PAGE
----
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Title: Isolated and solvated chiroptical behavior in conformationally flexible butanamines

The nonresonant optical activity of two highly flexible aliphatic amines, (2R)‐3‐methyl‐2‐butanamine (R‐MBA) and (2R)‐(3,3)‐dimethyl‐2‐butanamine (R‐DMBA), has been probed under isolated and solvated conditions to examine the roles of conformational isomerism and to explore the influence of extrinsic perturbations. The optical rotatory dispersion (ORD) measured in six solvents presented uniformly negative rotatory powers over the 320–590 nm region, with the long‐wavelength magnitude of chiroptical response growing nearly monotonically as the dielectric constant of the surroundings diminished. The intrinsic specific optical rotation, (in deg dm−1[g/mL]−1), extracted for ambient vapor‐phase samples ofR‐MBA [−11.031(98) and −2.29 (11)] andR‐DMBA [−9.434 (72) and −1.350 (48)] at 355 and 633 nm were best reproduced by counterintuitive solvents of high polarity (yet low polarizability) like acetonitrile and methanol. Attempts to interpret observed spectral signatures quantitatively relied on the linear‐response frameworks of density‐functional theory (B3LYP, cam‐B3LYP, and dispersion‐corrected analogs) and coupled‐cluster theory (CCSD), with variants of the polarizable continuum model (PCM) deployed to account for the effects of implicit solvation. Building on the identification of several low‐lying equilibrium geometries (nine forR‐MBA and three forR‐DMBA), ensemble‐averaged ORD profiles were calculated atT = 300 K by means of the independent‐conformer ansatz, which enabled response properties predicted for the optimized structure of each isomer to be combined through Boltzmann‐weighted population fractions derived from corresponding relative internal‐energy or free‐energy values, the latter of which stemmed from composite CBS‐APNO and G4 analyses. Although reasonable accord between theory and experiment was realized for the isolated (vapor‐phase) species, the solution‐phase results were less satisfactory and tended to degrade progressively as the solvent polarity increased. These trends were attributed to solvent‐mediated changes in structural parameters and energy metrics for the transition states that separate and putatively isolate the equilibrium conformations supported by the ground electronic potential‐energy surface, with the resulting displacement of barrier locations and/or decrease of barrier heights compromising the underlying premise of the independent‐conformer ansatz.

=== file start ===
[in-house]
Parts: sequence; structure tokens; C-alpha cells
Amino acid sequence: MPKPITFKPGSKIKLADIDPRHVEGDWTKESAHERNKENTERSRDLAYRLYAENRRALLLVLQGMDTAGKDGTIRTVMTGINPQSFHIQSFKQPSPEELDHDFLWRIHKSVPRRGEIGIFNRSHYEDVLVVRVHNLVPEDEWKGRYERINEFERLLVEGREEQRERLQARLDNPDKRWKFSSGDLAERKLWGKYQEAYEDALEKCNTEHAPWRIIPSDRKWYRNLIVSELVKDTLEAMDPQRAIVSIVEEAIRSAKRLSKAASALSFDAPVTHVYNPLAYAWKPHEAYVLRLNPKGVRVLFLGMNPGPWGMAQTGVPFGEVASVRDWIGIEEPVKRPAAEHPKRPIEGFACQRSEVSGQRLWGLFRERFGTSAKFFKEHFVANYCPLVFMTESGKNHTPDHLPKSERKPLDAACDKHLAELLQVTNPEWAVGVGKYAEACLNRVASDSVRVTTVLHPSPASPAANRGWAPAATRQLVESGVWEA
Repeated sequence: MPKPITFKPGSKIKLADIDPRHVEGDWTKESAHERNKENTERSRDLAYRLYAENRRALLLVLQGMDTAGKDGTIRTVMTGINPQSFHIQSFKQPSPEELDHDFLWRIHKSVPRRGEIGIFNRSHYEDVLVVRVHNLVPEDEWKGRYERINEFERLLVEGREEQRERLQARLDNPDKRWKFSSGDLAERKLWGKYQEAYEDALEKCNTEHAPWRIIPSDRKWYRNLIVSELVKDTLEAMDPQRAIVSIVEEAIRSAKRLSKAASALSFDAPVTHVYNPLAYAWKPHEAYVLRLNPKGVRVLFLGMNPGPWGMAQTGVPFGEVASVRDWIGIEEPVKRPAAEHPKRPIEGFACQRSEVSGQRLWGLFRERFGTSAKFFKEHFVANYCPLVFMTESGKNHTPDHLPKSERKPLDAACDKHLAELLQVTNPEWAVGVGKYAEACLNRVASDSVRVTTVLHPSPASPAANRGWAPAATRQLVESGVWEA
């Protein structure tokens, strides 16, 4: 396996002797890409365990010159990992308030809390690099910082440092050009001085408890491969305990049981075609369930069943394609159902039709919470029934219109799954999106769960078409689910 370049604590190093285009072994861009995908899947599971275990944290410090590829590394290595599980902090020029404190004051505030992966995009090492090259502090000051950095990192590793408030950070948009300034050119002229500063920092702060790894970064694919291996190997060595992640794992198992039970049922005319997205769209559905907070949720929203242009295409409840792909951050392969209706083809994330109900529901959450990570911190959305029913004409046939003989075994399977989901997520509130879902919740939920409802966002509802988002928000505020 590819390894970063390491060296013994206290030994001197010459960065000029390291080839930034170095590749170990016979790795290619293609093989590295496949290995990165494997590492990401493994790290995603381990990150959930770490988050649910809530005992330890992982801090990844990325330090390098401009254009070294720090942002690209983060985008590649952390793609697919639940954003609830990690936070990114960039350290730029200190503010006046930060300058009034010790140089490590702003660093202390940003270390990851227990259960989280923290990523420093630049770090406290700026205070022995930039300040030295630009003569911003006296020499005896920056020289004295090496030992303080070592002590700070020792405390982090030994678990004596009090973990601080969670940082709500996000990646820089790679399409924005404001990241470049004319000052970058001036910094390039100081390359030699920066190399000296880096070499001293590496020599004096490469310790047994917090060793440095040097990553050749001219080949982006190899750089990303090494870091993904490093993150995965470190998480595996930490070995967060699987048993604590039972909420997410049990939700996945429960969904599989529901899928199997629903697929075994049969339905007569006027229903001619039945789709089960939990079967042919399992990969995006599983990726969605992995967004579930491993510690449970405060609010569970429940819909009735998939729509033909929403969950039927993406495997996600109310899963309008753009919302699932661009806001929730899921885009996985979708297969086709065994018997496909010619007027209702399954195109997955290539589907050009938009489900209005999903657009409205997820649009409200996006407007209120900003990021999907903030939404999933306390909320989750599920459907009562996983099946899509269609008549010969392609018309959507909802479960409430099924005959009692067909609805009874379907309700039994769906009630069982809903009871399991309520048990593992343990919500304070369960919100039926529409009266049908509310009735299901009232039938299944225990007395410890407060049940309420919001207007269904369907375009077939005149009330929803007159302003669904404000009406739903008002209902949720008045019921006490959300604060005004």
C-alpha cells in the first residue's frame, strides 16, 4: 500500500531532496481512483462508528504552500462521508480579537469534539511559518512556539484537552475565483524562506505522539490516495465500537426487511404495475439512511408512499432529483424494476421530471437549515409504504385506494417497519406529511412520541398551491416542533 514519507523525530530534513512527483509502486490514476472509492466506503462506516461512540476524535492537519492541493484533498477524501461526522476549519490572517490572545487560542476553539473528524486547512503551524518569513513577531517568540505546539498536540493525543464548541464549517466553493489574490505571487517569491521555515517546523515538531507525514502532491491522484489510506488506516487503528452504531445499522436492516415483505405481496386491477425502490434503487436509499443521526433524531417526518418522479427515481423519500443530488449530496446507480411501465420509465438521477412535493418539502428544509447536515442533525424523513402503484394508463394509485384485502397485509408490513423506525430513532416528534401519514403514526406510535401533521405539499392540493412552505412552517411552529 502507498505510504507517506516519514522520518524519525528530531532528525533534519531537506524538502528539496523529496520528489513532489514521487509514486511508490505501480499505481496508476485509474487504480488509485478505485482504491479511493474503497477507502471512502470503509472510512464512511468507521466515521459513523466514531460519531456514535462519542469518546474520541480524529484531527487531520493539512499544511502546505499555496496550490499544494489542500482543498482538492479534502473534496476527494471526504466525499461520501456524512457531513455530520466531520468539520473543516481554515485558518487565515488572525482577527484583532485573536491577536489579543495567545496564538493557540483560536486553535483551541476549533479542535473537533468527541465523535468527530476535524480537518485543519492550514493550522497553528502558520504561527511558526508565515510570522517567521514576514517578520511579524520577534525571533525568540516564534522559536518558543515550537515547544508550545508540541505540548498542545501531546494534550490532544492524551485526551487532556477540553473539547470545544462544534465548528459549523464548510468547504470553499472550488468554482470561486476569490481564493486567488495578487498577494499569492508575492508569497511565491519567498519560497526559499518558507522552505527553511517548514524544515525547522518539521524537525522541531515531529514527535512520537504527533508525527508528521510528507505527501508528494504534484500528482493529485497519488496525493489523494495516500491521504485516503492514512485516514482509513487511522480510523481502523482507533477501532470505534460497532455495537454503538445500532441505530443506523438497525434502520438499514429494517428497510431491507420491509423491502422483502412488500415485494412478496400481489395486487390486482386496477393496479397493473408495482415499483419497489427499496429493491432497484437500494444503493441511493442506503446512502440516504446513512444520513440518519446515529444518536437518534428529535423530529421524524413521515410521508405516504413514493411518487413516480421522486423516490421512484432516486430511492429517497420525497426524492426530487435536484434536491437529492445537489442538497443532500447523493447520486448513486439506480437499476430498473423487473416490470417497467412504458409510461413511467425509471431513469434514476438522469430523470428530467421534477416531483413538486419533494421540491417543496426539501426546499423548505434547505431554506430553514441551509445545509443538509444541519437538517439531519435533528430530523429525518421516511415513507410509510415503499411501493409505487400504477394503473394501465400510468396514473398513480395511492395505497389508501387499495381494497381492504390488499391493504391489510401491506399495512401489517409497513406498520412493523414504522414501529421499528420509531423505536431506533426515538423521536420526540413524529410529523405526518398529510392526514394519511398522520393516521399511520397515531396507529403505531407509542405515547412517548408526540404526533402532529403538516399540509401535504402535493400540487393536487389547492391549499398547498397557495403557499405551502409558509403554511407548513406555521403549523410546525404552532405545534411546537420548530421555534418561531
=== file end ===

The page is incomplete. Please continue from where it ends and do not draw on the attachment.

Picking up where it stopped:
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Publisher / Repository:
Wiley Blackwell (John Wiley & Sons)
Date Published:
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Page Range / eLocation ID:
p. 586-618
Medium: X
Sponsoring Org:
National Science Foundation
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